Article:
lifestyle

8 influential women and girls in modern Japanese history

8 Comments
By Alexandra Ziminski

In Japan’s greatest and most progressive moments, we tend to overlook those on the sidelines—instrumental but forgotten. More often than not, these integral components are women.

Women have stirred the world into action as writers, artists, politicians, astronauts, entertainers, mothers and advocates—and I think it’s about time we remember their names.

Here are eight Japanese women who have influenced the world.

1. Ichiyo Higuchi

GP_Ichiyo-Higuchi-iStock-solidcolours-e.jpg
Photo: iStock/solidcolours

You might recognize Ichiyo Higuchi’s face from the ¥5,000 note in your wallet. However, she is renowned as much more than Japan’s first female professional writer.

As with many great writers, Higuchi was never out of the shadow of hardship. After the death of her brother and father, she decided to become a novelist to support her family.

Her work is often peppered with her own experiences and recurring motifs: unrequited love, grief, gender politics and class divides, to name a few. This is especially true in her acclaimed personal diaries, which caught the public’s attention for their untapped honesty in the Meiji Period.

Having a brief but powerful literary career, Ichiyo Higuchi died at age 24 in 1896.

2. Shidzue Kato

GP_Shizue-Kato.jpg
Shidzue Kato was deeply moved by Margaret Sanger who advocated birth control and established the Birth Control League in 1931. Photo: Public Domain

Shidzue Kato was the pioneer of the birth control movement and one of the first women elected to join Japan’s Diet. While living in America, she met with Margaret Sanger, a prominent feminist and birth control activist of the early 20th century.

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8 Comments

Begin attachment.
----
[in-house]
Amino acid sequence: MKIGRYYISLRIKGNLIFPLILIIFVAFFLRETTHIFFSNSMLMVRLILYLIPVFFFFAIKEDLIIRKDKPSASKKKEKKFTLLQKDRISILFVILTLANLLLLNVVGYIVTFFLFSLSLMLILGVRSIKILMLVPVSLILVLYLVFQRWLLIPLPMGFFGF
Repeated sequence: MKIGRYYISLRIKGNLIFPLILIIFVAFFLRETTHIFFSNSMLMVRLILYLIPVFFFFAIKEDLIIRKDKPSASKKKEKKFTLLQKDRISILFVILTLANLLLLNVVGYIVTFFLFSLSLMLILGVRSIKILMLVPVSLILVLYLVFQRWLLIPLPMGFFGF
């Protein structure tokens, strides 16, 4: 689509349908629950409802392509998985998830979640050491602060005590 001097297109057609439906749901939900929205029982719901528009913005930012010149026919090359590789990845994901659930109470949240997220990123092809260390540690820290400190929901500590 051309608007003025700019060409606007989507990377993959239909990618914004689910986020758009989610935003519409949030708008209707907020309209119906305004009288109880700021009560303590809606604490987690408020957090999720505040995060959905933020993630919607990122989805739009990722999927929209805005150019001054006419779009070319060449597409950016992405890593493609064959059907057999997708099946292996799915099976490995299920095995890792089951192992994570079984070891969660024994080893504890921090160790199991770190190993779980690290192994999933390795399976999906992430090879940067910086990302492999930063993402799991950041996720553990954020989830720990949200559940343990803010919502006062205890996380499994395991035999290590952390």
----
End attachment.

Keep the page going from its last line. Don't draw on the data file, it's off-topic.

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Yoko Ono..............who did she influence?

Paris Hilton and The Kardashians?

-3 ( +3 / -6 )

Ridiculous !

Yoko ono was a Nancy Nobody before she met Lennon

-4 ( +3 / -7 )

John Lennon and the world in general owes a hell of a lot to Yoko Ono's creative genius. Her 1964 book, 'Grapefruit', contains original concepts around 'Imagine' that Lennon later used for his song. Her Art and conceptual exploration of ideas were all things he latched onto in his solo career. Her Art was clever, original and hugely under rated in my opinion. I think Yoko Ono's significance as an artist was substantially damaged by the racist meta narrative that she somehow corrupted and beguiled Lennon with her 'Oriental Ways'.

Utter nonsense. I'm a big fan.

4 ( +7 / -3 )

Eh!! How come Megumi Igarashi didn't make the cut?

-1 ( +1 / -2 )

@tooheysnew:

Interesting point of view. You know who always took Yoko Ono seriously? John Lennon.

0 ( +3 / -3 )

Tamarama - my thoughts exactly.

Yoko was slighted by the media, public and Beatles fans in general, for no reason other than being herself.

That they couldn't grasp what she was "on about", left them with ignorant derision as their only ploy.

One only has to look at the admiration she has drawn from serious artists, musicians, performers to know that she has had a positive impact.

1 ( +3 / -2 )

Japan is absolutely number one in the world when it comes to influential, intelligent, brave and humble women, since Murasaki Shikibu and her Genji Monogatari a thousand years ago. From Meiji until now, the average education of girls in Japans all provinces is formidable.

1 ( +3 / -2 )

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